Many luxury, five-star beach resorts on the world-famous holiday island destination of Bali put their spa and wellness services and facilities as among their top features. Many also promote their spa and wellness features as ‘one-stop’ retreat highlights, with all-round spa-and-stay packages available, tailored to cover the essentials, ranging from health-conscious dining (oftentimes with calorie counts and other nutritional aspects taken in), various fitness and recreational activities to be had on the resort grounds, with treatments at the resort’s dedicated spa facility or onsite beauty clinics. The trends in spa and wellness have recently gone further with science-based aspects included. READ MORE

Michael G. Tompkins

In the last decade, we have seen an increased willingness of hospitality and spa companies to cross geographical and cultural divides and move into markets outside of their traditional regions. It is really a function of and a result of globalization, which is impacting all business sectors. One geographical jump that seems to be getting a lot of attention these days is the Asian hospitality market. Big investors in the East are diving head-first into the Western wellness boom by buying landmark spa properties in the United States, recruiting top executive talent to lead their spa divisions in Asia, and integrating their traditional spa modalities with modern wellness culture. READ MORE

Claire Way

How many of us would admit that we are addicted to our screens? The need to be in the know is a habit that is hard to break. Parents, recognizing this addiction in themselves, and the effects on their well-being are increasingly concerned about the effect screen addiction will have on their children. To counteract this, parents are investing time and money in helping their kids develop better habits; this is where spas can play a key role. Encouraging children to connect with wellness for prevention ensures they grow-up with the knowledge and passion to remain in the best health. READ MORE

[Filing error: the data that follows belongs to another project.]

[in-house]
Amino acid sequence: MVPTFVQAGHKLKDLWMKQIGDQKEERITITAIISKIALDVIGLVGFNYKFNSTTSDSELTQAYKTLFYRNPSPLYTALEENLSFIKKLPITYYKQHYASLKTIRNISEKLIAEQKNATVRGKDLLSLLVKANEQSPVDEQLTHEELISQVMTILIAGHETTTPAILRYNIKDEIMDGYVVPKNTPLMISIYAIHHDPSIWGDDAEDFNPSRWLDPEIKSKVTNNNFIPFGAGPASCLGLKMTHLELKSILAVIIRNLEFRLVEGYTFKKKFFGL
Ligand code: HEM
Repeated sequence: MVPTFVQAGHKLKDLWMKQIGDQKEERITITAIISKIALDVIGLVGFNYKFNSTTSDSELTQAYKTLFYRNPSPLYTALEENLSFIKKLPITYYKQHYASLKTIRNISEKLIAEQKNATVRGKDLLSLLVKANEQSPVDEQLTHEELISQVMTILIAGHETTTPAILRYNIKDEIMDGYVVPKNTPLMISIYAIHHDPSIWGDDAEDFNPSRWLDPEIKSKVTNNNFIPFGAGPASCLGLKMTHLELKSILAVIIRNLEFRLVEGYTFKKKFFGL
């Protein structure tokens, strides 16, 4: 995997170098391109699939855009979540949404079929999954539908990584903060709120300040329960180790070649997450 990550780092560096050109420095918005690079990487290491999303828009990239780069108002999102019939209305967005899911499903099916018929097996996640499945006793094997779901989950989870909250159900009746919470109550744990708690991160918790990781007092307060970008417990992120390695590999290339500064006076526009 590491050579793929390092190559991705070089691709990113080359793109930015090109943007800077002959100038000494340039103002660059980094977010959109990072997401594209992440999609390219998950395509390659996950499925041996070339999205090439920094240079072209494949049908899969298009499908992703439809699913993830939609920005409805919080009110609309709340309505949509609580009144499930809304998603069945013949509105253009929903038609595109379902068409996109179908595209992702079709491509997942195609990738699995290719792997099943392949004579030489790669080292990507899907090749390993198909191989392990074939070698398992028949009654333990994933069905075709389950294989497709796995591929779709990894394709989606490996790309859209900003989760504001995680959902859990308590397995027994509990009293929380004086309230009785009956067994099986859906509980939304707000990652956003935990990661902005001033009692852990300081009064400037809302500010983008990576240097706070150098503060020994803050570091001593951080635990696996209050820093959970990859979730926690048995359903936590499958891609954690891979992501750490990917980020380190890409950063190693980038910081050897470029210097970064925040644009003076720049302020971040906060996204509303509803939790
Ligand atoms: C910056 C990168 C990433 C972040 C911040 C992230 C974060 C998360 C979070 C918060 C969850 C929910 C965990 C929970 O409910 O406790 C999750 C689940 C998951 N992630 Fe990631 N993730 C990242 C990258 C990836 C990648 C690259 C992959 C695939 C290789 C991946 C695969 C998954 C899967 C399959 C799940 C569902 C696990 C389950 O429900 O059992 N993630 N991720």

Coming Up In The August Online Hotel Business Review

Feature Focus
Food & Beverage: Multiplicity and Diversity are Key
The challenge for hotel food and beverage operations is to serve the personal tastes and needs of an increasingly diverse population and, at the same time, to keep up with ever-evolving industry trends. In order to accomplish this, restaurateurs and hoteliers have to flex their creative muscles and pull out all the stops to satisfy their various audiences. One way to achieve this is to utilize existing food spaces in multiple ways at different times of the day. Lunch can be casual and fast, while dinnertime can be more formal and slower paced. The same restaurant can offer counter service by day but provide table service by night, with a completely different menu and atmosphere. Changes in music, lighting, uniforms and tabletop design contribute to its transformation. This multi- purpose approach seeks to meet the dining needs of guests as they change throughout the day. Today’s restaurants also have to go to great lengths to fulfill all the diverse dietary preferences of their guests. The popularity of plant-based, paleo, vegan, and gluten and allergen-free diets means that traditional menus must evolve from protein-heavy, carb-loaded offerings to those featuring more vegetables and legumes. Chefs are doing creative things with vegetables, such as experimenting with global cuisines or incorporating new vegetable hybrids into their dishes. Another trend is an emphasis on bold and creative flavors. From chili oil to sriracha to spicy maple syrup, entrees, desserts and beverages are all being enhanced with spice and heat. The August issue of the Hotel Business Review will document the trends and challenges in the food and beverage sector, and report on what some leading hotels are doing to enhance this area of their business.